So says Justin Leiber on page 74 regarding TIT-FOR-TAT.
I watered my plants today, went to the grocery store, and took care of a few administrative tasks relating to cars. Woodman’s sells dried banana chips for $1.09 for a 12oz. bag. A local newspaper is reporting that we are getting a Trader Joe’s.
After 2,000 Years, a Seed From Ancient Judea Sprouts: Jurassic Park for plants. It is nevertheless an interesting story about germinating/growing a date seed from way back when, from, so it seems, the location where the Romans wiped out a bunch of zealots in A.D. 73. A more interesting time-of-jesus story than the Da Vinci Code, no?
The NBA Finals this year: Detroit vs. San Antonio. I am partial to the Spurs, and have been since David Robinson entered the league oh-so-many years ago. As I write, Game 3 is being hotly contested ... a much better battle in the first half here than in the previous two games. The Spurs are more than just Tim Dunca, featuring players from Argentina, Slovenia, and France, for example. Speaking of the French, let us not forget this oldie-but-goodie from a while ago:
Not Ready for Their Close-Up: A neat story about how high-definition TV is going to create problems for quite a few actors and others showing up on TV due to its added colors and resolution. In short: part of what makes people with makeup look okay on TV now is that current televisions and television signals are 1) fuzzy and 2) color-poor. Evidently quite a few people who are considered attractive look heinous in high definition ... scars, blemishes, pores, caked on makeup, etc. This story needs to be mentioned in combination with the Awful Plastic Surgery website (see, for example, Kate Beckinsale and the archives).
The Old College Try: a little puzzle provided by our friends at the NY Times.
Thanks to Merryl, the music of the day is from Paul Anka’s new album, Rock Swings, on which he covers a lot of pop and rock staples as swing pieces.
Anka’s album reminds one of the works of Richard Cheese, though Cheese’s loungey Vegas covers are more wink-wink-nod-nod than anything else, whereas Anka seems to treating the songs a bit more sincerely, though his voice is not always up to the task.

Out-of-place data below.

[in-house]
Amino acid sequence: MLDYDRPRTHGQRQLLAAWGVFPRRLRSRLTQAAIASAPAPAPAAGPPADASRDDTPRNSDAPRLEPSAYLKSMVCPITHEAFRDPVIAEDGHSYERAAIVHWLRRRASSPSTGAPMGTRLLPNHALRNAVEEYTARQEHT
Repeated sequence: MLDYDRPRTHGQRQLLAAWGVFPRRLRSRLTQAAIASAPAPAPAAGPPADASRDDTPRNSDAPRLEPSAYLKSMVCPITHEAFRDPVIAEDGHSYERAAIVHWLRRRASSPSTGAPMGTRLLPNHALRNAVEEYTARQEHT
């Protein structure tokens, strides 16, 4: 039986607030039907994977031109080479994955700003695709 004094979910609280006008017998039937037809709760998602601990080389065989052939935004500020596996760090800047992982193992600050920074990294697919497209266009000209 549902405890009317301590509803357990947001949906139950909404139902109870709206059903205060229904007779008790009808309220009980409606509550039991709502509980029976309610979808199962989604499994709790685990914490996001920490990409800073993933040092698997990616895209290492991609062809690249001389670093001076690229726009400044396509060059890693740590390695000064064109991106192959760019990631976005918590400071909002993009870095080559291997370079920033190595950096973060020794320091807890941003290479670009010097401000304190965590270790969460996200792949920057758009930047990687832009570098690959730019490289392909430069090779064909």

Andrew recommended, in contrast, the sweet, poppy Anniemal from Norwegian singer Annie. Cute title. The music is very manufactured/produced, and much like cotton candy. There really is nothing there, but it is so inoffensive that it is difficult to complain. “Oh no, Oh no, you’ve got it all wrong ...” Some songs, such as “Helpless For Love,” are all about the beat; it is just a eurotrash club CD, but a sweet and enjoyable one.
The other day I breezed through Justin Leiber’s Paradoxes, which deals with the topic in a broader sense than Roy Sorensen’s more analytic and thorough volume. It is part of the Interpretations series (Roy Harris, editor) by Duckworth press (1993). The “other paradoxes” section/appendix is the most rewarding portion of the book after the relatively interesting chapter on the so-called Monty Hall paradox.
The Monty Hall problem is interesting insofar as it can be properly and sufficiently analyzed, but its solution is not entirely intuitive, and as such it demonstrates the failure of a certain type of pragmatic or common sense reasoning. Game Theory and the Prisoner’s Dilemma illustrate a similar point. Leiber deals little with what I might call hard-core paradoxes, the difficult to unravel sorts rather than the competence-vs-performance of reason type.
I decided to watch “The 4400”, which first aired last year as a mini-series on USA. It was renewed for a new, second season and two episodes have aired so far. I heard about the show last year but was reminded of it due to a recent CNN story (or rather: press/publicity piece) on its villian. More influential in getting me to watch it was a NY Times story from a few days ago (June 12). A brief comparison was made to “Lost.” One reason I like “Lost” so much is that it refuses to resolve issues; “The 4400,” however, and partially because it was a mini-series, reveals much early on. The first five episodes (a 2-hour pilot and 4 following episodes) is structured classically, with a setting of the stage, some rising action, a turning point, falling action (plenty of action, too) following from that turning point, and a resolution of sorts. A future villian is identified, the source of the 4400 and their reason for being, so to speak, is explained. The sci-fi premise is, I fear, only a setup for a classic combination of morality tale and soap opera, with a bit of X-Files and conspiracy thrown in for good measure.
I still like it.
It is now the end of the 3rd quarter of the basketball game. It is still close.
I will add meth-mouth at a later date.
—June 14 2005